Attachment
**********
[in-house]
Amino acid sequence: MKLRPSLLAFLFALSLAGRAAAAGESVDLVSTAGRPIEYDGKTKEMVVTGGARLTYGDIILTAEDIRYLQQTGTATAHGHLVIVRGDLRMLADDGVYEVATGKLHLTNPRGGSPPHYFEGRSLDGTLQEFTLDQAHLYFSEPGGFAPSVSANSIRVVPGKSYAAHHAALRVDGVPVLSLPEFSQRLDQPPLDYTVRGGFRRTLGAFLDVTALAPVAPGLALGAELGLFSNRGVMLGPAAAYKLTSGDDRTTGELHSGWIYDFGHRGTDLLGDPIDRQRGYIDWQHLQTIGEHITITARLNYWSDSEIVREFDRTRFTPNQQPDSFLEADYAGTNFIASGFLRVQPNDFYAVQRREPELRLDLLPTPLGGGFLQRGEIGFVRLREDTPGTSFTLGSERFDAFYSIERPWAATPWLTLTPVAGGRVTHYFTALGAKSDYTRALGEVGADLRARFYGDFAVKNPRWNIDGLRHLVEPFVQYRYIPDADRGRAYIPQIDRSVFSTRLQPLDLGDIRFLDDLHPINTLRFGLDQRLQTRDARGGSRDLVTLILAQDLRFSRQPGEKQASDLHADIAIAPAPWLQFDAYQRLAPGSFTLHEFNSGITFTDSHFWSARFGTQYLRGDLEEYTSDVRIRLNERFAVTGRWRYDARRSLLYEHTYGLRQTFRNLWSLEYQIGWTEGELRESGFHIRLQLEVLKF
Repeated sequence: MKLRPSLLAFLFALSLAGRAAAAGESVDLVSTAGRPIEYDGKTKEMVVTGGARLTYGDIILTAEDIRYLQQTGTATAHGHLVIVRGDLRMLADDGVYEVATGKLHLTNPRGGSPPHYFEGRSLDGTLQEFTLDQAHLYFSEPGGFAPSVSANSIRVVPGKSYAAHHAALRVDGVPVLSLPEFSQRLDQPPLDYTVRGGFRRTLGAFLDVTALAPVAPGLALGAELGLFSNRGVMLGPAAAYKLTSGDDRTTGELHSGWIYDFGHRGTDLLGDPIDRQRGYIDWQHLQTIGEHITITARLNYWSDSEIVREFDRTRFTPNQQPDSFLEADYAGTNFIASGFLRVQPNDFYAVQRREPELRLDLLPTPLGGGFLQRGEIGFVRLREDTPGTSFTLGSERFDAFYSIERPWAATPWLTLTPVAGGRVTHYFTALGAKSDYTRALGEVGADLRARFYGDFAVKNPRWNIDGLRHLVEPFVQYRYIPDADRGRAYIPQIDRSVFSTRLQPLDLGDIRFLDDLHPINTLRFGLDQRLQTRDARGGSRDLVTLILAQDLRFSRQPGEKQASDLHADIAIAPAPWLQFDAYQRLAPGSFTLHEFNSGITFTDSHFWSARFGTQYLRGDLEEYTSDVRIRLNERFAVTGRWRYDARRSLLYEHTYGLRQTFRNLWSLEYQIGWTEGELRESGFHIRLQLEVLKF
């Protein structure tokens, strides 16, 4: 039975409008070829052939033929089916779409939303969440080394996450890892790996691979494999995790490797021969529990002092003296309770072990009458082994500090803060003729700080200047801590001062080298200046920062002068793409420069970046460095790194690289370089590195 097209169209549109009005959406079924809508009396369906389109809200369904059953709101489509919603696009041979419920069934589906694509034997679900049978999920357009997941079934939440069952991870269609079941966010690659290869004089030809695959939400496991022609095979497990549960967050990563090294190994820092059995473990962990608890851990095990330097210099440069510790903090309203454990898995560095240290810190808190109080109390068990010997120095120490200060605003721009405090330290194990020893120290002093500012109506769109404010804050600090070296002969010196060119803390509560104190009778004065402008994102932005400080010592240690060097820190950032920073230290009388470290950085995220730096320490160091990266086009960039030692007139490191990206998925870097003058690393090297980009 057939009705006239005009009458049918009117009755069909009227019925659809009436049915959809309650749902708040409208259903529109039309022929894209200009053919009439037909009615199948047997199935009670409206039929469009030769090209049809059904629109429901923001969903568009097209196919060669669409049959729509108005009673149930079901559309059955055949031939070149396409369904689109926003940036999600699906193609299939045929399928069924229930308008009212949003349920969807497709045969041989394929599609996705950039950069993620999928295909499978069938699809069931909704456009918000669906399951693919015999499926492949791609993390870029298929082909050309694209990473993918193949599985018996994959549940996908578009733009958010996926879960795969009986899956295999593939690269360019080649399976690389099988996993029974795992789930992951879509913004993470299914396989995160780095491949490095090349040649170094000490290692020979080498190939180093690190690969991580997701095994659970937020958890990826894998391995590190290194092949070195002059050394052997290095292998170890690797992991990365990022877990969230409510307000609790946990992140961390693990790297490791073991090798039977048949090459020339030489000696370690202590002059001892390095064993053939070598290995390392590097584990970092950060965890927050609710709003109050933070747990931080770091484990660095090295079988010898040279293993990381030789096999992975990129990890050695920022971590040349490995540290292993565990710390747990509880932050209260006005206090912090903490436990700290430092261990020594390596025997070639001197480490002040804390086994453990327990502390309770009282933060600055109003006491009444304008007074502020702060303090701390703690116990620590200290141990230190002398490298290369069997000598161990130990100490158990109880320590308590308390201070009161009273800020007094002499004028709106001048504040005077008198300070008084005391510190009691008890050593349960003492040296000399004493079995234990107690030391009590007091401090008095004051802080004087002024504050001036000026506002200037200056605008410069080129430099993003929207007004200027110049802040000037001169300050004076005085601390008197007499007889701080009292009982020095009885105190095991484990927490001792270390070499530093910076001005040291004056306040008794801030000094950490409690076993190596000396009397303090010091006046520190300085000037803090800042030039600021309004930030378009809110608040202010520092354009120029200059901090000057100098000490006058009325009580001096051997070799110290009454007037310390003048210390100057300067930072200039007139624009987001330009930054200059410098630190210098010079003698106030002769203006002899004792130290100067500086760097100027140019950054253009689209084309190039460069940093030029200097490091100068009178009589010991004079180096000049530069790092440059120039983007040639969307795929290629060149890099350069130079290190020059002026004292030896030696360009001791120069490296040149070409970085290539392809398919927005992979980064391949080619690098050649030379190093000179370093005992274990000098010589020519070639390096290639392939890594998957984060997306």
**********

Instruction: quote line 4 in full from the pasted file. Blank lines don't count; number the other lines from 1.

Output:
């Protein structure tokens, strides 16, 4: 039975409008070829052939033929089916779409939303969440080394996450890892790996691979494999995790490797021969529990002092003296309770072990009458082994500090803060003729700080200047801590001062080298200046920062002068793409420069970046460095790194690289370089590195 097209169209549109009005959406079924809508009396369906389109809200369904059953709101489509919603696009041979419920069934589906694509034997679900049978999920357009997941079934939440069952991870269609079941966010690659290869004089030809695959939400496991022609095979497990549960967050990563090294190994820092059995473990962990608890851990095990330097210099440069510790903090309203454990898995560095240290810190808190109080109390068990010997120095120490200060605003721009405090330290194990020893120290002093500012109506769109404010804050600090070296002969010196060119803390509560104190009778004065402008994102932005400080010592240690060097820190950032920073230290009388470290950085995220730096320490160091990266086009960039030692007139490191990206998925870097003058690393090297980009 057939009705006239005009009458049918009117009755069909009227019925659809009436049915959809309650749902708040409208259903529109039309022929894209200009053919009439037909009615199948047997199935009670409206039929469009030769090209049809059904629109429901923001969903568009097209196919060669669409049959729509108005009673149930079901559309059955055949031939070149396409369904689109926003940036999600699906193609299939045929399928069924229930308008009212949003349920969807497709045969041989394929599609996705950039950069993620999928295909499978069938699809069931909704456009918000669906399951693919015999499926492949791609993390870029298929082909050309694209990473993918193949599985018996994959549940996908578009733009958010996926879960795969009986899956295999593939690269360019080649399976690389099988996993029974795992789930992951879509913004993470299914396989995160780095491949490095090349040649170094000490290692020979080498190939180093690190690969991580997701095994659970937020958890990826894998391995590190290194092949070195002059050394052997290095292998170890690797992991990365990022877990969230409510307000609790946990992140961390693990790297490791073991090798039977048949090459020339030489000696370690202590002059001892390095064993053939070598290995390392590097584990970092950060965890927050609710709003109050933070747990931080770091484990660095090295079988010898040279293993990381030789096999992975990129990890050695920022971590040349490995540290292993565990710390747990509880932050209260006005206090912090903490436990700290430092261990020594390596025997070639001197480490002040804390086994453990327990502390309770009282933060600055109003006491009444304008007074502020702060303090701390703690116990620590200290141990230190002398490298290369069997000598161990130990100490158990109880320590308590308390201070009161009273800020007094002499004028709106001048504040005077008198300070008084005391510190009691008890050593349960003492040296000399004493079995234990107690030391009590007091401090008095004051802080004087002024504050001036000026506002200037200056605008410069080129430099993003929207007004200027110049802040000037001169300050004076005085601390008197007499007889701080009292009982020095009885105190095991484990927490001792270390070499530093910076001005040291004056306040008794801030000094950490409690076993190596000396009397303090010091006046520190300085000037803090800042030039600021309004930030378009809110608040202010520092354009120029200059901090000057100098000490006058009325009580001096051997070799110290009454007037310390003048210390100057300067930072200039007139624009987001330009930054200059410098630190210098010079003698106030002769203006002899004792130290100067500086760097100027140019950054253009689209084309190039460069940093030029200097490091100068009178009589010991004079180096000049530069790092440059120039983007040639969307795929290629060149890099350069130079290190020059002026004292030896030696360009001791120069490296040149070409970085290539392809398919927005992979980064391949080619690098050649030379190093000179370093005992274990000098010589020519070639390096290639392939890594998957984060997306």